What are Discretionary Expenses?

Published by Thomas Herold in Accounting, Corporate Finance, Economics

'Discretionary Expenses' is explained in detail and with examples in the Economics edition of the Herold Financial Dictionary, which you can get from Amazon in Ebook or Paperback edition.

A discretionary expense refers to those business or home costs that are not considered to be critical for the entity to function or operate effectively. This is important, since both businesses and individuals often are required to pay for discretionary expenses using discretionary income.

As an example, businesses might permit their staff to charge specific kinds of entertainment and meal expenses to the firm when they engage in these activities to build up business ties with clients, vendors, or potential customers. They might also cover meals and entertainment simply to foster better relations with their staff. A home would refer to discretionary expenses as those that they do not need, but instead want to have.

Discretionary income refers to any funds which remain after businesses or individuals pay their taxes and mandatory costs. On an individual level, those persons who do not have any money left once they pay the bills do not have any discretionary income. In order for them to pay for a discretionary expenses, they will be forced to take on debt by obtaining a loan or utilizing credit cards. An example of using debt to pay for a discretionary expense is utilizing credit cards to pay for a family vacation.

There are two kinds of expenses which consumer households incur. Some they are required to pay according to the law. This includes income and other taxes as well as health insurance (at least in tax years 2014 and 2015). Costs they have to pay out in order to make sure the family and household functions are also non-discretionary in nature. These include transportation costs, food, utilities, and rent or mortgage.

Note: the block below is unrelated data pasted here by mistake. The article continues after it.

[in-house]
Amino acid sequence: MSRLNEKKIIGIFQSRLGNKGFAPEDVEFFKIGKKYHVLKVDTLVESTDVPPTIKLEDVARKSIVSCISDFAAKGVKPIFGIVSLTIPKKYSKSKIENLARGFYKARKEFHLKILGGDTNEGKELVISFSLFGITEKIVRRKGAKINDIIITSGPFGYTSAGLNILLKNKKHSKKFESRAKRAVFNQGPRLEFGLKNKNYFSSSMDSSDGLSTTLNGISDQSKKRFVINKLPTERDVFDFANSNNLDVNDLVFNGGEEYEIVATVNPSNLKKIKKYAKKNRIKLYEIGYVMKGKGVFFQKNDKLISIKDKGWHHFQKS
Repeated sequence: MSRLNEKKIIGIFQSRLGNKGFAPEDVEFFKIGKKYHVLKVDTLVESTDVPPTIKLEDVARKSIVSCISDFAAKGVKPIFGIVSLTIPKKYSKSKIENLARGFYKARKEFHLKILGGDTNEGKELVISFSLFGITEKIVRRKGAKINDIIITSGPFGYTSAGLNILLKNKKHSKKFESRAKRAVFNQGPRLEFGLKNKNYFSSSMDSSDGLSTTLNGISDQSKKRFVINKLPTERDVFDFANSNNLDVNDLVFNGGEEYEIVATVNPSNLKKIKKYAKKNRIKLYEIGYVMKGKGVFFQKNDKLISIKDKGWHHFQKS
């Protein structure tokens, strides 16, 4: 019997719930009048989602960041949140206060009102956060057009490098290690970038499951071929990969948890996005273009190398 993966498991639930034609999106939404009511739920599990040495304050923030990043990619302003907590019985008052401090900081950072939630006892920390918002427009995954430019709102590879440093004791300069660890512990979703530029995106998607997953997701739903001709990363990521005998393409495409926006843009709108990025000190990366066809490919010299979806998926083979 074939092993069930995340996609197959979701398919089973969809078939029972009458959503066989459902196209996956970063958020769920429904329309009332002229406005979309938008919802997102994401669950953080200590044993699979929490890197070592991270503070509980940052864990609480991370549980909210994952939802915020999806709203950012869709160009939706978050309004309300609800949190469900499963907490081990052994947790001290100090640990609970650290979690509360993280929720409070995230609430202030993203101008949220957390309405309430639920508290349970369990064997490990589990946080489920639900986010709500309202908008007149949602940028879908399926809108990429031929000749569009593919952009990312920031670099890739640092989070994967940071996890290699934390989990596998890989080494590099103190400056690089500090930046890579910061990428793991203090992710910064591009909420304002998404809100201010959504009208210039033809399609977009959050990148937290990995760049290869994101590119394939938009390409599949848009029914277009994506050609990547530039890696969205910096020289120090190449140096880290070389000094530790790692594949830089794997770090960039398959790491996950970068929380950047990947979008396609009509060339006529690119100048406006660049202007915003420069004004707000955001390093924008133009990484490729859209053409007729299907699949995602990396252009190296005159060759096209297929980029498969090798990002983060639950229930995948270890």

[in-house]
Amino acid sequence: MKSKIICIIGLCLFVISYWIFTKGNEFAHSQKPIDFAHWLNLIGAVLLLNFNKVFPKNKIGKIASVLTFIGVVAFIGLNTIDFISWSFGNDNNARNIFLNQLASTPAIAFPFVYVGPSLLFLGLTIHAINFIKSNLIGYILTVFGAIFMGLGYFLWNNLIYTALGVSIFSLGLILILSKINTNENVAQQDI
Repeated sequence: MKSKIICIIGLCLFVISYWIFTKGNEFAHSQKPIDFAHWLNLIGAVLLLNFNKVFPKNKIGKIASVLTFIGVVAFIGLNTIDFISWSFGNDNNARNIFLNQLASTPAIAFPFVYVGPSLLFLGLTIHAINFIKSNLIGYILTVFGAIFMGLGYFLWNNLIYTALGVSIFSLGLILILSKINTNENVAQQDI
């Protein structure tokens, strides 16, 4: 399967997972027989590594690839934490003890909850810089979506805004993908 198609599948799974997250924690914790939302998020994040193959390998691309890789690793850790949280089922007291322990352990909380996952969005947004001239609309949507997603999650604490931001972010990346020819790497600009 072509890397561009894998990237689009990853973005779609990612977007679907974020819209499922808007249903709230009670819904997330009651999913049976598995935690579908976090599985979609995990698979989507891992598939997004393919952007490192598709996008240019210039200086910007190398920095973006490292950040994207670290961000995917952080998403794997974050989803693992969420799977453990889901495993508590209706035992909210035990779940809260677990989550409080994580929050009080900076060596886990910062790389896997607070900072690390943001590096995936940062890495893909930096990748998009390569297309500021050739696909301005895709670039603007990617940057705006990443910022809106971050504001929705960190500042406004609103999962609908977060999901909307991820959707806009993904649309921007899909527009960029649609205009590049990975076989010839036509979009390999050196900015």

The people making the money do not have a choice of whether or not to pay these costs every month without suffering sometimes-severe consequences. The other kind of cost qualifies as a discretionary expense. This would be luxury items such as fine clothing, watches, or expensive liquor and vacation related costs. These are simply those services and goods costs which an earner may choose to pay for according to their personal discretion.

When economic conditions warrant, both businesses and households may find that they have to reduce their outlays as revenues and incomes go down. This is why it is important to have a thorough understanding of discretionary expenses before hand. When these are separately broken out on paper or a spreadsheet, then businesses and consumer decision makers can quickly and easily ascertain what expenses can be lowered or cut altogether.

A helpful technique for budgeting lies in ranking those discretionary expenses by their order of relative importance. This could be done by putting the least important at the top of the list and continuing on down to most important. When business income reduction or a cut back in hours on the job occurs causing businesses or households to slash expenses, then it is easy for the spending decision makers to choose which expenses can and should be cut first.

It is also to keep in mind that there are differences between what businesses and consumers consider to be discretionary in nature. Families which have two cars will likely have two car payments. They may think that the two cars are necessities and not discretionary. The truth is different. In an emergency, they could manage with only the one car in many cases. When times become hard and a job is lost, the family can decide the second car is actually discretionary and not essential. This way, they can sell the second vehicle to remove the second payment overhead from the family or household budget.

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The term 'Discretionary Expenses' is included in the Economics edition of the Herold Financial Dictionary, which you can get from Amazon in Ebook or Paperback edition.